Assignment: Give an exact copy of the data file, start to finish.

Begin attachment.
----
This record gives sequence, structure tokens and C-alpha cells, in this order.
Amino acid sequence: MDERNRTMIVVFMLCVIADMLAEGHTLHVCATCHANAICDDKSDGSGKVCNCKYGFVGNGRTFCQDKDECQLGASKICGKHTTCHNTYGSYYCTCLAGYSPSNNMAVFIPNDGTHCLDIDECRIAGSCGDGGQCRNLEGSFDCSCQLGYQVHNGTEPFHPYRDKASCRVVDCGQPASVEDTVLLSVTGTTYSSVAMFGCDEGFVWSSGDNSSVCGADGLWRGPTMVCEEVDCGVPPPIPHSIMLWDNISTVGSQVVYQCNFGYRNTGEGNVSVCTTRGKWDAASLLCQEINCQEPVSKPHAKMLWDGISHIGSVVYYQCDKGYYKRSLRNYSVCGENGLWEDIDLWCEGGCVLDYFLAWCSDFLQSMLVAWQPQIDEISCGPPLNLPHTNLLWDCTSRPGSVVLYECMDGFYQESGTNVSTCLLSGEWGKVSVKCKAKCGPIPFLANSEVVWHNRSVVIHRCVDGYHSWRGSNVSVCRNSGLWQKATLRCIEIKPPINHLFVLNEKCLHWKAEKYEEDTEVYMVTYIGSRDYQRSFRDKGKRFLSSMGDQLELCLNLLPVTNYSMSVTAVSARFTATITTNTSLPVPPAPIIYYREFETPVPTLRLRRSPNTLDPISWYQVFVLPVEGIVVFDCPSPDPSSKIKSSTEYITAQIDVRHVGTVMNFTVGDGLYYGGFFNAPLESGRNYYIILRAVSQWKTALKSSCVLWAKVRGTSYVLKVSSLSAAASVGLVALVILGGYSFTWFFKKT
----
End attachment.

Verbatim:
This record gives sequence, structure tokens and C-alpha cells, in this order.
Amino acid sequence: MDERNRTMIVVFMLCVIADMLAEGHTLHVCATCHANAICDDKSDGSGKVCNCKYGFVGNGRTFCQDKDECQLGASKICGKHTTCHNTYGSYYCTCLAGYSPSNNMAVFIPNDGTHCLDIDECRIAGSCGDGGQCRNLEGSFDCSCQLGYQVHNGTEPFHPYRDKASCRVVDCGQPASVEDTVLLSVTGTTYSSVAMFGCDEGFVWSSGDNSSVCGADGLWRGPTMVCEEVDCGVPPPIPHSIMLWDNISTVGSQVVYQCNFGYRNTGEGNVSVCTTRGKWDAASLLCQEINCQEPVSKPHAKMLWDGISHIGSVVYYQCDKGYYKRSLRNYSVCGENGLWEDIDLWCEGGCVLDYFLAWCSDFLQSMLVAWQPQIDEISCGPPLNLPHTNLLWDCTSRPGSVVLYECMDGFYQESGTNVSTCLLSGEWGKVSVKCKAKCGPIPFLANSEVVWHNRSVVIHRCVDGYHSWRGSNVSVCRNSGLWQKATLRCIEIKPPINHLFVLNEKCLHWKAEKYEEDTEVYMVTYIGSRDYQRSFRDKGKRFLSSMGDQLELCLNLLPVTNYSMSVTAVSARFTATITTNTSLPVPPAPIIYYREFETPVPTLRLRRSPNTLDPISWYQVFVLPVEGIVVFDCPSPDPSSKIKSSTEYITAQIDVRHVGTVMNFTVGDGLYYGGFFNAPLESGRNYYIILRAVSQWKTALKSSCVLWAKVRGTSYVLKVSSLSAAASVGLVALVILGGYSFTWFFKKT